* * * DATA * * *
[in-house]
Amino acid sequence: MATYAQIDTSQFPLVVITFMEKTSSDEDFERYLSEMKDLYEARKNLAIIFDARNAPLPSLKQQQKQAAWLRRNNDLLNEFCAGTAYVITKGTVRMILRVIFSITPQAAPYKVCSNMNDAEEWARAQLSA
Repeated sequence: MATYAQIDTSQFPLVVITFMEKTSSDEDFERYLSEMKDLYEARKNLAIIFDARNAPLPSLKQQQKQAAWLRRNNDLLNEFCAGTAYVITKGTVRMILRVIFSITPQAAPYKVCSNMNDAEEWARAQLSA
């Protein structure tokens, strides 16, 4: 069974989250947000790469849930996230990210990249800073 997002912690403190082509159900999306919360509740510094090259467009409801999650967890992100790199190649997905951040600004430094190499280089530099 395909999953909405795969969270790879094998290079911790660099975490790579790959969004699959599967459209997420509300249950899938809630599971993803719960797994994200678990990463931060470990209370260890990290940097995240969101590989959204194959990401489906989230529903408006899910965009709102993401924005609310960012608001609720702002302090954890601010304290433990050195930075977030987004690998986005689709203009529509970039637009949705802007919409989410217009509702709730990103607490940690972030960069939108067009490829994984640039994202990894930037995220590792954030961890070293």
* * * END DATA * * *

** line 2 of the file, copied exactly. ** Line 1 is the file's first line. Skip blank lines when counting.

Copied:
Amino acid sequence: MATYAQIDTSQFPLVVITFMEKTSSDEDFERYLSEMKDLYEARKNLAIIFDARNAPLPSLKQQQKQAAWLRRNNDLLNEFCAGTAYVITKGTVRMILRVIFSITPQAAPYKVCSNMNDAEEWARAQLSA